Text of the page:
Inhalation dosimetry plays a key role in determining the link between environmental exposure to airborne contaminants and observed human health effects. Due to the limited availability of human experimental data and the complex nature of exposure-dose-response scenarios, mathematical modeling is an important tool in studying the mechanisms which dictate the inhaled "dose." Numerous factors affect the inhaled dose, and available computational models must include an extensive amount of information regarding physiological and anatomical parameters.
A Matlab-based inhalation module was developed at the Computational Chemodynamics Laboratory (CCL) as part of the Modeling ENvironment for TOtal Risk (MENTOR) system. A flexible design allows for adaptation to a variety of exposure conditions and scenarios. This semi-empirical model accounts for variation in inhalation rate and delivered dose across individuals and populations due to differences in factors such as age, gender, and level of physical activity. Capturing the inter- and intra-individual variability of input parameters is accomplished primarily through the interaction of the module with databases of anatomical and physiological parameters.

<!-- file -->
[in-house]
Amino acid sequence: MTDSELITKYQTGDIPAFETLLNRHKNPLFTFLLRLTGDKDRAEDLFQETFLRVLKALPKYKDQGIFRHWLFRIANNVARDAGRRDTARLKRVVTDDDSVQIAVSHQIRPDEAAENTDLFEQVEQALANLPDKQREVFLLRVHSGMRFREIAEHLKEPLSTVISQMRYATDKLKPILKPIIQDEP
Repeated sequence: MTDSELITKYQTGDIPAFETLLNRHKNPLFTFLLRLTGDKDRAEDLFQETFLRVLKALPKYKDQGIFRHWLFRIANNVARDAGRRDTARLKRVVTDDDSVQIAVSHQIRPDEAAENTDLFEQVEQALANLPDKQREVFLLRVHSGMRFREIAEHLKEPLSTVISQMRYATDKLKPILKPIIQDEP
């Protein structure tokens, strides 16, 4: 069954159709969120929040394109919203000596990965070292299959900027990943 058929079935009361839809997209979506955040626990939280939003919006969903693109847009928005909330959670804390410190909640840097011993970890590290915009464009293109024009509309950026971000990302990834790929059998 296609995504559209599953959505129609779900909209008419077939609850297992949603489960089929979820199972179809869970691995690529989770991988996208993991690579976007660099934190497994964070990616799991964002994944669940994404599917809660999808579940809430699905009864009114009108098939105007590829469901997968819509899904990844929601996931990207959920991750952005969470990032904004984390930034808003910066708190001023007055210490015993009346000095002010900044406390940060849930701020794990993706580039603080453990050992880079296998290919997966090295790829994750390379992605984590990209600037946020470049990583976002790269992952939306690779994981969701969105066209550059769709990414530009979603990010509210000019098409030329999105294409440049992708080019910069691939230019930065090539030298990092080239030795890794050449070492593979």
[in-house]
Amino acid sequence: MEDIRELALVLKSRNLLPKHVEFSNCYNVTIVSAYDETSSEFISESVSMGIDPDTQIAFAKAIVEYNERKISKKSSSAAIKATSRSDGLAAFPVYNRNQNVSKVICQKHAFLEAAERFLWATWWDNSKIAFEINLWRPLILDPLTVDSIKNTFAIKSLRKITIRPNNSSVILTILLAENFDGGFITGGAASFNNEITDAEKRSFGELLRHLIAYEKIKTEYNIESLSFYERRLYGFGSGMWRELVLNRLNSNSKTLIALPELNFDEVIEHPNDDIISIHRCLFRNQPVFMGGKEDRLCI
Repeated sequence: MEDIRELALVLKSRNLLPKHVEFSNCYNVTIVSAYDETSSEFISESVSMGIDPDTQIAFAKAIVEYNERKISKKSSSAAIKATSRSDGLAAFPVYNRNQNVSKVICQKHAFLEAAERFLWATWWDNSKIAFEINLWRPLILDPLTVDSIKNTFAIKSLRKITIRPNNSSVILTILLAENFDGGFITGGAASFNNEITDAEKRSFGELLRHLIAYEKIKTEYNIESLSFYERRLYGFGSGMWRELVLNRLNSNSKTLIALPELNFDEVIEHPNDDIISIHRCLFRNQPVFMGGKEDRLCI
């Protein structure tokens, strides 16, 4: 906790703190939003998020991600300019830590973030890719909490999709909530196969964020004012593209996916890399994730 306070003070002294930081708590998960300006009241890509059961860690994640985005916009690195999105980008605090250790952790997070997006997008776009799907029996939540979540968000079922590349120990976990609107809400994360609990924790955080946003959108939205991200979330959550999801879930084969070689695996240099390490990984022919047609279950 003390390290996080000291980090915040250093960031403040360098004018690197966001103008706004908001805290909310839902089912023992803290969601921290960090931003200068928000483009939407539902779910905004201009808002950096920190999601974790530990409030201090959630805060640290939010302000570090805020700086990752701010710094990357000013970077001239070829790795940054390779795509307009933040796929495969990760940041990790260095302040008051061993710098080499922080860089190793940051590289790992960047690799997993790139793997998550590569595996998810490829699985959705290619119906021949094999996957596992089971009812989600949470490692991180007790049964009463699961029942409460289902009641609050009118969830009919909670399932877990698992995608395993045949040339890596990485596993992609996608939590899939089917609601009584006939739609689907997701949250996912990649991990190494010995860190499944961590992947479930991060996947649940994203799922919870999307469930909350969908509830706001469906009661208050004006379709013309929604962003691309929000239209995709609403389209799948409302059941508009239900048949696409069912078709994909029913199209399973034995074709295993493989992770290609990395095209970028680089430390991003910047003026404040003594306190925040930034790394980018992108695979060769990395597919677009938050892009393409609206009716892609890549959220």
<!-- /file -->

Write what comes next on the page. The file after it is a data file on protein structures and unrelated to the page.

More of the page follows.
Predictions from existing models are compared to one another and to available experimental data. Results indicate that the variation in human airway anatomy and respiration physiology among individuals of different ages and genders affects the inhaled dose of particulates. Results also suggest that the level of physical activity is an important factor in nanoparticle deposition, and that available models often underpredict the effects of exercise.